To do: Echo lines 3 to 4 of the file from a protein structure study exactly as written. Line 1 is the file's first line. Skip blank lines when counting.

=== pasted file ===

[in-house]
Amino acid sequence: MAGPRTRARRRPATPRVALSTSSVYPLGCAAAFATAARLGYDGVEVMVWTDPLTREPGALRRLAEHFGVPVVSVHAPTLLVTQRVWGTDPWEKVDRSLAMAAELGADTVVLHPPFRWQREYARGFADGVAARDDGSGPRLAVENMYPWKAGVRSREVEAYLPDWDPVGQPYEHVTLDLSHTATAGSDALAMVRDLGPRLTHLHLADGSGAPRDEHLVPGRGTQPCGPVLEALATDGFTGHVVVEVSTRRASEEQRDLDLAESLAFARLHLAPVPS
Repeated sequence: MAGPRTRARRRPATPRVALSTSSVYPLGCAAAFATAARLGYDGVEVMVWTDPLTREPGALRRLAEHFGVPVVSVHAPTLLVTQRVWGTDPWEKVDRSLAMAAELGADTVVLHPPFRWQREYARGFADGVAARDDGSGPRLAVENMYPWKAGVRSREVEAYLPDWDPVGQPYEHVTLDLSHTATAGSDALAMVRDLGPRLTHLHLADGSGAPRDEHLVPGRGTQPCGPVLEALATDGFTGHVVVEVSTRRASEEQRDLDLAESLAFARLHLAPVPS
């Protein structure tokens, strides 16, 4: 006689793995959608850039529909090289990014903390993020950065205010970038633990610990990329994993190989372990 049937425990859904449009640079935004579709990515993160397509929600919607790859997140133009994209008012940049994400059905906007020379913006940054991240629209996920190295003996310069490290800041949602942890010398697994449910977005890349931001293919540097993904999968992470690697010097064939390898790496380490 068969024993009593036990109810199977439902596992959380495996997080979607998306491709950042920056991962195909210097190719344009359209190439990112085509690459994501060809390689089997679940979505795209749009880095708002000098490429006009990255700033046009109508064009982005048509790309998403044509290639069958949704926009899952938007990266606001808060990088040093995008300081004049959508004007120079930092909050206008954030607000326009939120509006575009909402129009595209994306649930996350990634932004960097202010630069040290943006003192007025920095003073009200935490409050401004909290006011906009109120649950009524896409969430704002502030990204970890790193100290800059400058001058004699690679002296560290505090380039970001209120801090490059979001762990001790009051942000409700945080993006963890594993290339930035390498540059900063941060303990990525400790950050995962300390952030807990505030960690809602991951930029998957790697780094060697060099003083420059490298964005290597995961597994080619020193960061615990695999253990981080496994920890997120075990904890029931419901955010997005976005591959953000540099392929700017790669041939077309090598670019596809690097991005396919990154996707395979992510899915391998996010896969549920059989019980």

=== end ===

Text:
Repeated sequence: MAGPRTRARRRPATPRVALSTSSVYPLGCAAAFATAARLGYDGVEVMVWTDPLTREPGALRRLAEHFGVPVVSVHAPTLLVTQRVWGTDPWEKVDRSLAMAAELGADTVVLHPPFRWQREYARGFADGVAARDDGSGPRLAVENMYPWKAGVRSREVEAYLPDWDPVGQPYEHVTLDLSHTATAGSDALAMVRDLGPRLTHLHLADGSGAPRDEHLVPGRGTQPCGPVLEALATDGFTGHVVVEVSTRRASEEQRDLDLAESLAFARLHLAPVPS
């Protein structure tokens, strides 16, 4: 006689793995959608850039529909090289990014903390993020950065205010970038633990610990990329994993190989372990 049937425990859904449009640079935004579709990515993160397509929600919607790859997140133009994209008012940049994400059905906007020379913006940054991240629209996920190295003996310069490290800041949602942890010398697994449910977005890349931001293919540097993904999968992470690697010097064939390898790496380490 068969024993009593036990109810199977439902596992959380495996997080979607998306491709950042920056991962195909210097190719344009359209190439990112085509690459994501060809390689089997679940979505795209749009880095708002000098490429006009990255700033046009109508064009982005048509790309998403044509290639069958949704926009899952938007990266606001808060990088040093995008300081004049959508004007120079930092909050206008954030607000326009939120509006575009909402129009595209994306649930996350990634932004960097202010630069040290943006003192007025920095003073009200935490409050401004909290006011906009109120649950009524896409969430704002502030990204970890790193100290800059400058001058004699690679002296560290505090380039970001209120801090490059979001762990001790009051942000409700945080993006963890594993290339930035390498540059900063941060303990990525400790950050995962300390952030807990505030960690809602991951930029998957790697780094060697060099003083420059490298964005290597995961597994080619020193960061615990695999253990981080496994920890997120075990904890029931419901955010997005976005591959953000540099392929700017790669041939077309090598670019596809690097991005396919990154996707395979992510899915391998996010896969549920059989019980």